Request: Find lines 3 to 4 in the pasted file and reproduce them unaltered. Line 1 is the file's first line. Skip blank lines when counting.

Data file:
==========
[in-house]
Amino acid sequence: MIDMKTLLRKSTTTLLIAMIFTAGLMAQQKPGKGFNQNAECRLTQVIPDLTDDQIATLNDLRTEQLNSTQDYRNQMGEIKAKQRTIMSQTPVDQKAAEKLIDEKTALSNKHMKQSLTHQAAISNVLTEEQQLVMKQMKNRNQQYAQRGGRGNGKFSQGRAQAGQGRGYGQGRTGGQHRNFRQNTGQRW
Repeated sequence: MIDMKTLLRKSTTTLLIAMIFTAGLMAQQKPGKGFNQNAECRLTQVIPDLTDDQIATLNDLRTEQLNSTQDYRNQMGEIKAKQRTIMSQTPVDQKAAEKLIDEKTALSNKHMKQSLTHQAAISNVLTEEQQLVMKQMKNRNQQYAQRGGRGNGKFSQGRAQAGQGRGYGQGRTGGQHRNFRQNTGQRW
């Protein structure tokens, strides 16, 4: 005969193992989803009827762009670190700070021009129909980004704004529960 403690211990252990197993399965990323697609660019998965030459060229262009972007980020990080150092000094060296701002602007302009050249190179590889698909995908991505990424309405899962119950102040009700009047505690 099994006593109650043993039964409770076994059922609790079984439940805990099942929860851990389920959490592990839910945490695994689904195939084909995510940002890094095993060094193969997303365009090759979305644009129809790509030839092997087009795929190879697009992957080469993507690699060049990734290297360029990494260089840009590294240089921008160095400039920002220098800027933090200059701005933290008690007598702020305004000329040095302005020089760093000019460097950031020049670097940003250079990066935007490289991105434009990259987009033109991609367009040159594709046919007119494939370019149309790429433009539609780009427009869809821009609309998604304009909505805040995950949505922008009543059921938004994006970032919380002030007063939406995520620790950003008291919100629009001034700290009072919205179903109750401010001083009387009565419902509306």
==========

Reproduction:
Repeated sequence: MIDMKTLLRKSTTTLLIAMIFTAGLMAQQKPGKGFNQNAECRLTQVIPDLTDDQIATLNDLRTEQLNSTQDYRNQMGEIKAKQRTIMSQTPVDQKAAEKLIDEKTALSNKHMKQSLTHQAAISNVLTEEQQLVMKQMKNRNQQYAQRGGRGNGKFSQGRAQAGQGRGYGQGRTGGQHRNFRQNTGQRW
């Protein structure tokens, strides 16, 4: 005969193992989803009827762009670190700070021009129909980004704004529960 403690211990252990197993399965990323697609660019998965030459060229262009972007980020990080150092000094060296701002602007302009050249190179590889698909995908991505990424309405899962119950102040009700009047505690 099994006593109650043993039964409770076994059922609790079984439940805990099942929860851990389920959490592990839910945490695994689904195939084909995510940002890094095993060094193969997303365009090759979305644009129809790509030839092997087009795929190879697009992957080469993507690699060049990734290297360029990494260089840009590294240089921008160095400039920002220098800027933090200059701005933290008690007598702020305004000329040095302005020089760093000019460097950031020049670097940003250079990066935007490289991105434009990259987009033109991609367009040159594709046919007119494939370019149309790429433009539609780009427009869809821009609309998604304009909505805040995950949505922008009543059921938004994006970032919380002030007063939406995520620790950003008291919100629009001034700290009072919205179903109750401010001083009387009565419902509306």